Football-sized goldfish take over lake after decades of people dumping unwanted pet fish

·3-min read

Conservationists in Minnesota have requested the general public stop releases pet goldfish into lakes and other bodies of water as they are now considered to be an invasive species.

The city of Burnsville, a suburb of Minneapolis, shared some images of an incredibly large goldfish, the size of an American football, that was discovered in a local lake after being let loose.

“Please don’t release your pet goldfish into ponds and lakes! They grow bigger than you think and contribute to poor water quality by mucking up the bottom sediments and uprooting plants. Groups of these large goldfish were recently found in Keller Lake,” the city tweeted on 9 July.

Pet goldfish living in wild waters is not a new problem, as The New York Times date the phenomena of goldfish being deemed as “disposable” back to the 1800s. This when the trend of giving them out as prizes at fun fairs is believed to have begun.

“You see goldfish in the store, and they’re these small little fish,” Burnsville natural resources specialist Caleb Ashling told The Washington Post.

“When you pull a goldfish about the size of a football out of the lake, it makes you wonder how this can even be the same type of animal.”

In 2020, 30,000 to 50,000 abandoned goldfish were removed from the waters in nearby Carver County, Minnesota. In a statement about the removal process, they also said that goldfish can be used as bait, which contributes to the problem.

“A few goldfish might seem to some like a harmless addition to the local water body – but they’re not,” said the Minnesota Department of Natural Resources early this year.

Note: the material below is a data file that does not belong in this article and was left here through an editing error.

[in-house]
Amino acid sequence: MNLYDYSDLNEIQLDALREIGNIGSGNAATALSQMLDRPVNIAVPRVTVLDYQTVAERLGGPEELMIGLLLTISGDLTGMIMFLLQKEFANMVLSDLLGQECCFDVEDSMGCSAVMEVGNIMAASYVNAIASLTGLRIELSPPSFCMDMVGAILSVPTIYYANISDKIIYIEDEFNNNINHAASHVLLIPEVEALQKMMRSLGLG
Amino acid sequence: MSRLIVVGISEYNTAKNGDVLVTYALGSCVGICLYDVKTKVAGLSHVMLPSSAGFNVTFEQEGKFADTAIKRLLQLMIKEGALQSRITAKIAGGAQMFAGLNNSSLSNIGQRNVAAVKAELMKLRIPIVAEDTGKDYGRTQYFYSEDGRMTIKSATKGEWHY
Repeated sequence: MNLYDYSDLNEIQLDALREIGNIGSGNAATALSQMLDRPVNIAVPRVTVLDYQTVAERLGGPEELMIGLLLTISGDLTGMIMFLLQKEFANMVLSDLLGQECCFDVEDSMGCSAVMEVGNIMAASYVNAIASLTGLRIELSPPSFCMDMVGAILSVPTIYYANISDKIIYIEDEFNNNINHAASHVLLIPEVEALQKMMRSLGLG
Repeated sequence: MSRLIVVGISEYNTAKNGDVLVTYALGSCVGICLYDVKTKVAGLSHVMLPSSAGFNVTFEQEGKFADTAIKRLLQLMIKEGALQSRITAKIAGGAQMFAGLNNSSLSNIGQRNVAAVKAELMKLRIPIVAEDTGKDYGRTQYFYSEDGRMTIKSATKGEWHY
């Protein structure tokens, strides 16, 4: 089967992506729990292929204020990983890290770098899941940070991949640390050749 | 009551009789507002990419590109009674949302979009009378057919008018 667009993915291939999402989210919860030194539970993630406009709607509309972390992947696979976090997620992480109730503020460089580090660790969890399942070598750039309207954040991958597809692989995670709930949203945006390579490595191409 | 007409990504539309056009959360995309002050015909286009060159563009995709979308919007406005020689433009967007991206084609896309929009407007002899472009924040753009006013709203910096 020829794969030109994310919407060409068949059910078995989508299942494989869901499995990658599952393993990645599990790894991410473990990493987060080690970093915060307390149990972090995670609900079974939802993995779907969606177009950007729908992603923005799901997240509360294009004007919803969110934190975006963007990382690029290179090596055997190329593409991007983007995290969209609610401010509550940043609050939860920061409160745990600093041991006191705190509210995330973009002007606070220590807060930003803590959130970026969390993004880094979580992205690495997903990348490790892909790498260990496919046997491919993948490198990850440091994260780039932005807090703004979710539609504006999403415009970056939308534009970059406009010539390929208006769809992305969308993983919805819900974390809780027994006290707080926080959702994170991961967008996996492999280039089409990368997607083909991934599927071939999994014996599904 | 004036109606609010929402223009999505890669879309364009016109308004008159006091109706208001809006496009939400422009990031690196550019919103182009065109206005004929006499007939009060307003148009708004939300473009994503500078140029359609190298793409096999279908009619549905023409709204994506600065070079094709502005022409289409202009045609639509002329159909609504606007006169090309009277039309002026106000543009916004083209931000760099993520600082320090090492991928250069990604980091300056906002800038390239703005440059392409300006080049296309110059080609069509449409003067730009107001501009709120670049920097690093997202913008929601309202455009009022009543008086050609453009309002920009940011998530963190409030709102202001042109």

They explained a considerable amount of work goes into monitoring and managing the types of fish living in Minnesota’s waters. This is done to “protect the waters we love”.

The problem has been recorded in other parts of Minnesota, Washington state and other countries across the world, such as Canada and Australia.

The U.S Fish and Wildlife Service say that billions of dollars in damage is done by invasive species, such as goldfish, each year.

An expert trusted with tackling Burnsville’s problem said it can difficult to conceptualise how a tiny fish can cause so much destruction.

Caleb Ashling, a natural resources, specialist told The Washington Post, “Goldfish have the ability to drastically change water quality, which can have a cascade of impacts on plants and other animals.”

He acknowledged that people were thought they were doing a good thing but ultimately, they were causing massive problems for the wider eco system.

“People are trying to be nice, but they don’t realise that goldfish can have a lot of unintended consequences,” he told The Post. “Most people really care about their lakes and ponds, but you may be causing problems you weren’t aware of if you let them go there.”

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